VIII. Settlement of disputes
Suggestion 1: Apply dispute settlement procedures elaborated in UNCLOSEdit
Provide for application of dispute settlement procedures detailed in UNCLOS Part XV, adapted as necessary to the requirements of the Agreement. Authorize the implementing agreement’s conference of the parties to refer a request for an advisory opinion on any legal question to the Law of the Sea Tribunal.
Suggestion 2: Develop new dispute resolution mechanism based on negotiation, mediation, and binding dispute settlementEdit
The agreement could establish detailed provisions on dispute settlement specific to the agreement, drawing on existing institutions under UNCLOS such as the Law of the Sea Tribunal.
Suggestion 3: Authorize non-State actors access to dispute resolution mechanismsEdit
Authorize non-State actors to have legal standing to have access to dispute resolution mechanisms
Notes: Non-state actors represent important interests that reflect issues of international concern.
Suggestion 4: Authorize all states to have legal standing in dispute resolution mechanismsEdit
Authorize all states to have legal standing to seek redress for damage to the environment and biodiversity in ABNJ.
Notes: All states have an equal interest in the sustainable use and conservation of biodiversity in ABNJ. According to the International Law Commission’s Articles on State Responsibility, and as recognized in the International Court of Justice’s Barcelona Traction case, tall States should therefore have standing in a legal forum to protect this interest.
References: International Law Commission’s Articles on State Responsibility, International Court of Justice’s Barcelona Traction case
Suggestion 5: Reparation measures being used on behalf of biodiversity in ABNJEdit
Provide for reparation measures for damage to marine biodiversity of ABNJ to be used on behalf of biodiversity in ABNJ, whether to restore the damaged resources, or to restore or improve resilience of related ecosystem services.
Notes: Reparation to damage to marine biodiversity of ABNJ is for the benefit of humanity’s interest, not for the particular benefit of the State or other entity that makes the claim. There is a legal obligation to direct environmental recoveries to the injured environment, recognized and implemented both in domestic law and, in international law, by the United Nations Compensation Commission’s “Follow-up Programme”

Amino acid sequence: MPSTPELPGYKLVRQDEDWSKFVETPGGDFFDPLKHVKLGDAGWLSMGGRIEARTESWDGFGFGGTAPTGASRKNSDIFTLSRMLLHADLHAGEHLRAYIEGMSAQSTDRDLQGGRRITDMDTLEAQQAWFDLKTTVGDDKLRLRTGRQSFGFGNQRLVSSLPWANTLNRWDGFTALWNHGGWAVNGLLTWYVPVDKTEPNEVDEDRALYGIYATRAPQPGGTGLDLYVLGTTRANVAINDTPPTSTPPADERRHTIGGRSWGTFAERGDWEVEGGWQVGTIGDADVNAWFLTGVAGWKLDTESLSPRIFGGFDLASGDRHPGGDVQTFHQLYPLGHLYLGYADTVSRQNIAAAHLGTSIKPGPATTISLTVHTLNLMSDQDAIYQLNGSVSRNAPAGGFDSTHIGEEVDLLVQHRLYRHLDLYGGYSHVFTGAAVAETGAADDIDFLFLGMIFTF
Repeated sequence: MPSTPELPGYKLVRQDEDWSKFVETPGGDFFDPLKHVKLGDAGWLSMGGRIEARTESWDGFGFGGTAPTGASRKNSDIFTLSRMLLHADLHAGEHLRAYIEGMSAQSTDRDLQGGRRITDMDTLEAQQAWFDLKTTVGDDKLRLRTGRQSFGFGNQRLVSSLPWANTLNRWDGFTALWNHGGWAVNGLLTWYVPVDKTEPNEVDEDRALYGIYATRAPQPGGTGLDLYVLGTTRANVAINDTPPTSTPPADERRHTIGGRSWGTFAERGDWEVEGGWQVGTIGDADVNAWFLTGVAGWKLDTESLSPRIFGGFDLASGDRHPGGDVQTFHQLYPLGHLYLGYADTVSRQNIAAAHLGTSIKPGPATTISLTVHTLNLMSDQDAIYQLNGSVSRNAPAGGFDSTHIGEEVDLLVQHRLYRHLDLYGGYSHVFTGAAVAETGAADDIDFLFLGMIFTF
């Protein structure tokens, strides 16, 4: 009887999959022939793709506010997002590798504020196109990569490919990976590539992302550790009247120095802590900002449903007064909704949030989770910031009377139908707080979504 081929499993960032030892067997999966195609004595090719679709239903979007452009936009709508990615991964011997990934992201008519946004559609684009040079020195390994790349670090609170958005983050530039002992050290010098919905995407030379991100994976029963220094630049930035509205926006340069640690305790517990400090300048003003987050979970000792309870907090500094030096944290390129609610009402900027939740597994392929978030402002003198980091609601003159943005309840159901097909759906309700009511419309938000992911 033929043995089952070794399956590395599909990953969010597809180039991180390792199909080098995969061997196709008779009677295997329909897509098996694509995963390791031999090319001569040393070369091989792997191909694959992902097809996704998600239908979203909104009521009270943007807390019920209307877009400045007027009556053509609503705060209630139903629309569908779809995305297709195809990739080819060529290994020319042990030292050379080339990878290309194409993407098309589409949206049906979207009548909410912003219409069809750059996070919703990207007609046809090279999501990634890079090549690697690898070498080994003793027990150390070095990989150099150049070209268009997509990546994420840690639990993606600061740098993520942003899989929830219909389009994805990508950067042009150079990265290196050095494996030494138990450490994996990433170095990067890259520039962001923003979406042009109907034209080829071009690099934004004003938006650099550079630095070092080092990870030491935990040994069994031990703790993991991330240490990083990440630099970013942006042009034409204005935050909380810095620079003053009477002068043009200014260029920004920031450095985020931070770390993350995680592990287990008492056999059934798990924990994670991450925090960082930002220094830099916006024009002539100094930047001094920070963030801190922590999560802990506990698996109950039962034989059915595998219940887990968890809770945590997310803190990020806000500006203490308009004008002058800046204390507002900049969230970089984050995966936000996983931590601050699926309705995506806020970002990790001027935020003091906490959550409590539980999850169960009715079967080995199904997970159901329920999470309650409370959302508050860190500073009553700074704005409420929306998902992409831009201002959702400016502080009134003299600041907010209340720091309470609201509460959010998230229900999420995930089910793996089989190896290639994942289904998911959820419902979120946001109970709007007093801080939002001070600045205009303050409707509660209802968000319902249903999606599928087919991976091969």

References: United Nations Compensation Commission’s “Follow-up Programme”
Suggestion 6: Establishing a dispute prevention mechanismEdit
There could be a dispute prevention mechanism to pre-empt any dispute from arising. Such issues could be examined either by a specific committee or by selected experts.
Suggestion 7: Requiring States to resolve their disputes relating to the interpretation and application of the instrument by peaceful meansEdit
Suggestion 8: Submitting the case to a third-party procedure based on explicit mutual agreementEdit
Suggestion 9: Drawing from existing agreementsEdit
Possible approaches to dispute settlement:
- Consideration could be given to the means contained in Article 33 of the Charter of the United Nations.
- The 1982 Manila Declaration on the Peaceful Settlement of Disputes could also serve as a model.
- The provisions of UNFSA on dispute settlement could be used as a model.
- With regard to the provisions of UNCLOS relating to the peaceful settlement of disputes: Option 1: The provisions reflect a good starting point for consideration of dispute resolution under the instrument. Option 2: It would not be appropriate to directly apply these provisions.
- Jurisdiction could be given to the International Tribunal for the Law of the Sea over contentious disputes, as well as advisory powers. A special chamber to deal with issues related to marine biodiversity of areas beyond national jurisdiction could be created.
- Regional dispute settlement mechanisms could also be considered.
- A new body using the International Tribunal for the Law of the Sea as model could be established.
- Consideration could be given to the inclusion of qualified opt-out mechanisms modelled on the South Pacific Regional Fisheries Management Organization’s Convention mechanism, where a measure could go forward and a State opting-out could have recourse to arbitration over the matter.
References: Article 33 of the Charter of the United Nations The Manila Declaration on the Peaceful Settlement of Disputes Part VIII The UNFSAUNCLOS Part XV. Settlement of Disputes, ITLOS Rules of the Tribunal Annex IV Convention on the Conservation and Management of High Seas Fishery Resources in the South Pacific Ocean